HR Minister says employees could face fines or jail for refusing vaccinations. Is this legal?

Malaysia’s Human Resources Minister M. Saravanan caused a stir late last week when he was widely reported (see Bernama, Malay Mail, The Star) as saying that action could be taken against employees who refuse to be vaccinated. While recognising that vaccinations have not been made mandatory under Malaysian law, Saravanan said that the authorities could take action under the Occupational Safety and Health Act 1994 (“OSHA”).

The legal position regarding mandating employee vaccinations has been widely-discussed in recent weeks, and I’ve previously shared my views on this blog (“Is it legal for Malaysian employers to make vaccinations mandatory for employees?”), as well as with the media (“Can Malaysian employers make Covid-19 vaccinations mandatory for their staff? Lawyers explain.”).

So what exactly does OSHA provide, and can the authorities really rely on OSHA to take action against employees who refuse to be vaccinated?

The relevant provisions of OSHA

OSHA’s overall purpose is to ensure the safety, health and welfare of persons at work, and for protecting others against risks to safety or health in connection with the activities of persons at work. It generally does not apply to all workplaces, and only applies to the following industries specified in the First Schedule:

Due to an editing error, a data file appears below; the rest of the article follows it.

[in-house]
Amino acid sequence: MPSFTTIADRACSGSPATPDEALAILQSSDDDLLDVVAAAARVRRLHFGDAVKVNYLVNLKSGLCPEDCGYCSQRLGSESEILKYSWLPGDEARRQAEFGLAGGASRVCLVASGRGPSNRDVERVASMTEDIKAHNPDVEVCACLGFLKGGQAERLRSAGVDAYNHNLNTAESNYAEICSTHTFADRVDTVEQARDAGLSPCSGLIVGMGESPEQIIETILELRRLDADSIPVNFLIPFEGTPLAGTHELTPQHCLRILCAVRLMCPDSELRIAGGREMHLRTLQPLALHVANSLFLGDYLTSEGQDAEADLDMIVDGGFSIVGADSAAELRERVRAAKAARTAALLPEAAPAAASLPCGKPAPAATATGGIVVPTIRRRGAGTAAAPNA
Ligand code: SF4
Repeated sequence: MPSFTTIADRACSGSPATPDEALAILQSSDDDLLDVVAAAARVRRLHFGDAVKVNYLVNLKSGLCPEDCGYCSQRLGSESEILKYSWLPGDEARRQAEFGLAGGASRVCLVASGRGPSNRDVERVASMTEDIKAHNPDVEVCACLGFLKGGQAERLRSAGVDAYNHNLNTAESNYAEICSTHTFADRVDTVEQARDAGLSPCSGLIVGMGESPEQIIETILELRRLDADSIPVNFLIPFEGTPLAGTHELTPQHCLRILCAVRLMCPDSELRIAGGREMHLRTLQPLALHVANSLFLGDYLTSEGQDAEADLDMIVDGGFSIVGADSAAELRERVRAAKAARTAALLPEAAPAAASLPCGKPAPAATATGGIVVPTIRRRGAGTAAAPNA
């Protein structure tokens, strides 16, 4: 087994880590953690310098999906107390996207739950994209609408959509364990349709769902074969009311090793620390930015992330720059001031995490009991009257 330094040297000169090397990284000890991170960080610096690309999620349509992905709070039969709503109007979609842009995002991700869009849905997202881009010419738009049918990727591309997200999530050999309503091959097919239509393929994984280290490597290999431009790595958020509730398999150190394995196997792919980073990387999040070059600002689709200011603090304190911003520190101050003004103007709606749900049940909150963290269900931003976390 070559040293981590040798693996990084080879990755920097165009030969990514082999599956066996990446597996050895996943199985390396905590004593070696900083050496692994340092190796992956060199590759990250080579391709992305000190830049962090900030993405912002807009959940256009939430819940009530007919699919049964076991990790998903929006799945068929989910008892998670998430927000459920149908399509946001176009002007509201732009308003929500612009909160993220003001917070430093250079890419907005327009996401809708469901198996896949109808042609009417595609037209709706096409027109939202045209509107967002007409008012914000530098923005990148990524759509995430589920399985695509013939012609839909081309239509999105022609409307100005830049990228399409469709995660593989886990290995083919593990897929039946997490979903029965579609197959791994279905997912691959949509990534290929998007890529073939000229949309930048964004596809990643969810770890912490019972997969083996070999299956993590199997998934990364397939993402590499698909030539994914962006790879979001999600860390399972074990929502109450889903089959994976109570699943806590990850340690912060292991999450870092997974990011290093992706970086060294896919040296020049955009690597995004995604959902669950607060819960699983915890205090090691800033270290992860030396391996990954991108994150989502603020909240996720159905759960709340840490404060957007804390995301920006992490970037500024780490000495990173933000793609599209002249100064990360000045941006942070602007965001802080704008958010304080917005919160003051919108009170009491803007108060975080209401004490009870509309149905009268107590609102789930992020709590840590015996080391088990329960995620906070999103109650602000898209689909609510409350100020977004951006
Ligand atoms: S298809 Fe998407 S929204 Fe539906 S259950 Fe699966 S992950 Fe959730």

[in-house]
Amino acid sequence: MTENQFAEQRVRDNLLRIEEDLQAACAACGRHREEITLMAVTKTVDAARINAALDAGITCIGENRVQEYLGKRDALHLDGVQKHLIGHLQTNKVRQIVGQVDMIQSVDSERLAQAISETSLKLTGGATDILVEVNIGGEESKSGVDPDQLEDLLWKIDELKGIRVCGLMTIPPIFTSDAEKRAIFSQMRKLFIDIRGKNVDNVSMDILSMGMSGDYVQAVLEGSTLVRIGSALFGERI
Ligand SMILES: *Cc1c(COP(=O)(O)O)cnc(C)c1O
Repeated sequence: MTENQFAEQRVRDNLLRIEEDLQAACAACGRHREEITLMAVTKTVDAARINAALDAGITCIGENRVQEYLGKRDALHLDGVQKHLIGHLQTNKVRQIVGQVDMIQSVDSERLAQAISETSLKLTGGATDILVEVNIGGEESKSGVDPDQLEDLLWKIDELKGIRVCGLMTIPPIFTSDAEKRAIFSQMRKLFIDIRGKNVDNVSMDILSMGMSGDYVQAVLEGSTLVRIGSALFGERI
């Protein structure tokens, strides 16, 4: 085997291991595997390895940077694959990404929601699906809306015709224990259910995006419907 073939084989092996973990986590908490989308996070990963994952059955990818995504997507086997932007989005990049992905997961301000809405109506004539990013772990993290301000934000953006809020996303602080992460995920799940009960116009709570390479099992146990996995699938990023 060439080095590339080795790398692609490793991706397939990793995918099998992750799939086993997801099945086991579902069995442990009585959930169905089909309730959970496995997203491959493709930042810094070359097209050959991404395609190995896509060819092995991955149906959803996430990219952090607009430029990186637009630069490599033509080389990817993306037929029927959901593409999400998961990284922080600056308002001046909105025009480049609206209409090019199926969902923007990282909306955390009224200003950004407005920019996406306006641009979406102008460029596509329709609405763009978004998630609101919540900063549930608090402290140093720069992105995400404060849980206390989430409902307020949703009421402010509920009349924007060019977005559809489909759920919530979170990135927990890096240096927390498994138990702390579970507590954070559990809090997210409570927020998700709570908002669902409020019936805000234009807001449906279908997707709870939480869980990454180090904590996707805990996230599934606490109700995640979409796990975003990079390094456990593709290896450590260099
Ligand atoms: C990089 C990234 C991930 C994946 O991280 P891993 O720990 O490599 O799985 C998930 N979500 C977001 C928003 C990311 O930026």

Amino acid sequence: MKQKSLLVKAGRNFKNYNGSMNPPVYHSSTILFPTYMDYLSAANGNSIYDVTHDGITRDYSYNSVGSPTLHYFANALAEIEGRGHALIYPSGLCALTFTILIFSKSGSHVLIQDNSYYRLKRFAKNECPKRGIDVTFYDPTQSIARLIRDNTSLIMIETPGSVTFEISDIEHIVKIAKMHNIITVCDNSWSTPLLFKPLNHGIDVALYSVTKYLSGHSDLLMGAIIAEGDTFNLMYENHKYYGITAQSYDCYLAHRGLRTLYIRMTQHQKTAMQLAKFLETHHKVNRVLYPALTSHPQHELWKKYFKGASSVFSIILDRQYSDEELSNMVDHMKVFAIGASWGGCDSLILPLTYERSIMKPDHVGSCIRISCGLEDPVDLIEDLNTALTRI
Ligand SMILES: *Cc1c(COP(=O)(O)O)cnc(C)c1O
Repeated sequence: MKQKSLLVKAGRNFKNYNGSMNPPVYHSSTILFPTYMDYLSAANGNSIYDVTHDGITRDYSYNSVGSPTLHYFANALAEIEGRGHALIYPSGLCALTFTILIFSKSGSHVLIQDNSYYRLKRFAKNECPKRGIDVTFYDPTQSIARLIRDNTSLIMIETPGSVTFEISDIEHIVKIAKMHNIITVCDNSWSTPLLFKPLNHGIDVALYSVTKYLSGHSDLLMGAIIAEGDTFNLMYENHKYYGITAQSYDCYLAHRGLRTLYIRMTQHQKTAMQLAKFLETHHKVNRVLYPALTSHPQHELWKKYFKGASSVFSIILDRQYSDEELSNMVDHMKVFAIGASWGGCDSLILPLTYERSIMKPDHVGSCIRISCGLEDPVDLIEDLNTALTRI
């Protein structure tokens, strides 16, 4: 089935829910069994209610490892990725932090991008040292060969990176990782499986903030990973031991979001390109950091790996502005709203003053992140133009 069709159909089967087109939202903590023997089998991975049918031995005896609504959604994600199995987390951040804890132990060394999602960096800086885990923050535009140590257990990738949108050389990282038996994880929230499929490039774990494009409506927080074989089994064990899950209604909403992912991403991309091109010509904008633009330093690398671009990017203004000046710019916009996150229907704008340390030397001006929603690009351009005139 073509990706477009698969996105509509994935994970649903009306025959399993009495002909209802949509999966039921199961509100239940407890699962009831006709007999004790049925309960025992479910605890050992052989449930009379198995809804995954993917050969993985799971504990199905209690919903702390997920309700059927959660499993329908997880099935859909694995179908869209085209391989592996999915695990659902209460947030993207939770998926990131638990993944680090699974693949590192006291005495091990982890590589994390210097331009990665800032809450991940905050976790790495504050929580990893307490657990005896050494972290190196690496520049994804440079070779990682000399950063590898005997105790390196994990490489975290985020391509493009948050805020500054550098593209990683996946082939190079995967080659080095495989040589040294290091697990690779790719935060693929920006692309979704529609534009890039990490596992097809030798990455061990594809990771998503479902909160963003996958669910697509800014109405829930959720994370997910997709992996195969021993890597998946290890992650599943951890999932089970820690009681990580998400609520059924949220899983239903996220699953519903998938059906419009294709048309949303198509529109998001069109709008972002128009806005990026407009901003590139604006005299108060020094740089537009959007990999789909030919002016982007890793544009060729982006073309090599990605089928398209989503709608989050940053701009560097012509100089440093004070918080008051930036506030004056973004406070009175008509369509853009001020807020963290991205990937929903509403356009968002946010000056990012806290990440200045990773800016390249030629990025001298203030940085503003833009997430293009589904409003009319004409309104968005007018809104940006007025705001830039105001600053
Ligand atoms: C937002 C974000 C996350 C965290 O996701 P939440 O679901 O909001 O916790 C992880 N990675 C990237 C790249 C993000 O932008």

1. Manufacturing.
  2. Mining and quarrying.
  3. Construction.
  4. Agriculture, forestry and fishing.
  5. Utilities (electricity, gas, water, and sanitary services).
  6. Transport, storage and communication.
  7. Wholesale and retail trades.
  8. Hotels and restaurants.
  9. Finance, insurance, real estate, and business services.
  10. Public services and statutory authorities.

Saravanan is reported to have said that the authorities can rely on OSHA to take action against employees who refuse to be vaccinated, because an unvaccinated person causes danger to his/her colleagues in the workplace.

Although Saravanan did not specify the specific provisions of OSHA he was basing his assertion on, the relevant provisions appear to be in Section 24.

Section 24(1) states:

(1) It shall be the duty of every employee while at work —

(a) to take reasonable care for the safety and health of himself and of other persons who may be affected by his acts or omissions at work;